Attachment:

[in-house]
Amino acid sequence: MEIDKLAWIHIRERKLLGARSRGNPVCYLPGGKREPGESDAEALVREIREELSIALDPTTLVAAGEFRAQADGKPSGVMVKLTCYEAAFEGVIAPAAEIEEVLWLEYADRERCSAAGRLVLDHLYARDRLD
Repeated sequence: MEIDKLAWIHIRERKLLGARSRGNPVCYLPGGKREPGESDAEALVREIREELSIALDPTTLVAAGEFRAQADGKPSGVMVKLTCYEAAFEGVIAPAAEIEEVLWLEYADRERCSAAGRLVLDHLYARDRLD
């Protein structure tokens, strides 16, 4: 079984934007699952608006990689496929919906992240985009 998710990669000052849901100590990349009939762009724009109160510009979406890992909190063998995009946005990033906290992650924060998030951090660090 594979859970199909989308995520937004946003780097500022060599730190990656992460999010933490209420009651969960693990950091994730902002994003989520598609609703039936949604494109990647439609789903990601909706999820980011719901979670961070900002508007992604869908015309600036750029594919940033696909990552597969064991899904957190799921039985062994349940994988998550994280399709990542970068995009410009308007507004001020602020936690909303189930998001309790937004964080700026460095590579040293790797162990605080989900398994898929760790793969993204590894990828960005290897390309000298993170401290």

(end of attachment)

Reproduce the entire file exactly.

[in-house]
Amino acid sequence: MEIDKLAWIHIRERKLLGARSRGNPVCYLPGGKREPGESDAEALVREIREELSIALDPTTLVAAGEFRAQADGKPSGVMVKLTCYEAAFEGVIAPAAEIEEVLWLEYADRERCSAAGRLVLDHLYARDRLD
Repeated sequence: MEIDKLAWIHIRERKLLGARSRGNPVCYLPGGKREPGESDAEALVREIREELSIALDPTTLVAAGEFRAQADGKPSGVMVKLTCYEAAFEGVIAPAAEIEEVLWLEYADRERCSAAGRLVLDHLYARDRLD
């Protein structure tokens, strides 16, 4: 079984934007699952608006990689496929919906992240985009 998710990669000052849901100590990349009939762009724009109160510009979406890992909190063998995009946005990033906290992650924060998030951090660090 594979859970199909989308995520937004946003780097500022060599730190990656992460999010933490209420009651969960693990950091994730902002994003989520598609609703039936949604494109990647439609789903990601909706999820980011719901979670961070900002508007992604869908015309600036750029594919940033696909990552597969064991899904957190799921039985062994349940994988998550994280399709990542970068995009410009308007507004001020602020936690909303189930998001309790937004964080700026460095590579040293790797162990605080989900398994898929760790793969993204590894990828960005290897390309000298993170401290």